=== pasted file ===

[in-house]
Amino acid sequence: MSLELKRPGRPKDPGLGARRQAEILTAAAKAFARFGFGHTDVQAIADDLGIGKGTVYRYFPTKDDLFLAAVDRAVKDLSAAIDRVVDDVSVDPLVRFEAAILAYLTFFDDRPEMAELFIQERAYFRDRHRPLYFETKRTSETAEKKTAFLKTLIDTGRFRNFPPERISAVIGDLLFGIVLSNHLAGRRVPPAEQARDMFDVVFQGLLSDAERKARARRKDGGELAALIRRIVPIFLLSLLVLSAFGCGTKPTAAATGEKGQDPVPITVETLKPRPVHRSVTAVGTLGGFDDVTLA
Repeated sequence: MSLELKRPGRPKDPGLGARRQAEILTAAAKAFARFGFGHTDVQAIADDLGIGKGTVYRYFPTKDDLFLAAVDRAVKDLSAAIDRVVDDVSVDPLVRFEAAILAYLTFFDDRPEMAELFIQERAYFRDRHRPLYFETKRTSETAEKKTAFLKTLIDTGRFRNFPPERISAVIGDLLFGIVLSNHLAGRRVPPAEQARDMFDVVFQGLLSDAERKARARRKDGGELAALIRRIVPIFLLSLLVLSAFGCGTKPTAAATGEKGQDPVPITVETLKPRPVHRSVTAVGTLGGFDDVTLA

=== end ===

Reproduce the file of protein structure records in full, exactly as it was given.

[in-house]
Amino acid sequence: MSLELKRPGRPKDPGLGARRQAEILTAAAKAFARFGFGHTDVQAIADDLGIGKGTVYRYFPTKDDLFLAAVDRAVKDLSAAIDRVVDDVSVDPLVRFEAAILAYLTFFDDRPEMAELFIQERAYFRDRHRPLYFETKRTSETAEKKTAFLKTLIDTGRFRNFPPERISAVIGDLLFGIVLSNHLAGRRVPPAEQARDMFDVVFQGLLSDAERKARARRKDGGELAALIRRIVPIFLLSLLVLSAFGCGTKPTAAATGEKGQDPVPITVETLKPRPVHRSVTAVGTLGGFDDVTLA
Repeated sequence: MSLELKRPGRPKDPGLGARRQAEILTAAAKAFARFGFGHTDVQAIADDLGIGKGTVYRYFPTKDDLFLAAVDRAVKDLSAAIDRVVDDVSVDPLVRFEAAILAYLTFFDDRPEMAELFIQERAYFRDRHRPLYFETKRTSETAEKKTAFLKTLIDTGRFRNFPPERISAVIGDLLFGIVLSNHLAGRRVPPAEQARDMFDVVFQGLLSDAERKARARRKDGGELAALIRRIVPIFLLSLLVLSAFGCGTKPTAAATGEKGQDPVPITVETLKPRPVHRSVTAVGTLGGFDDVTLA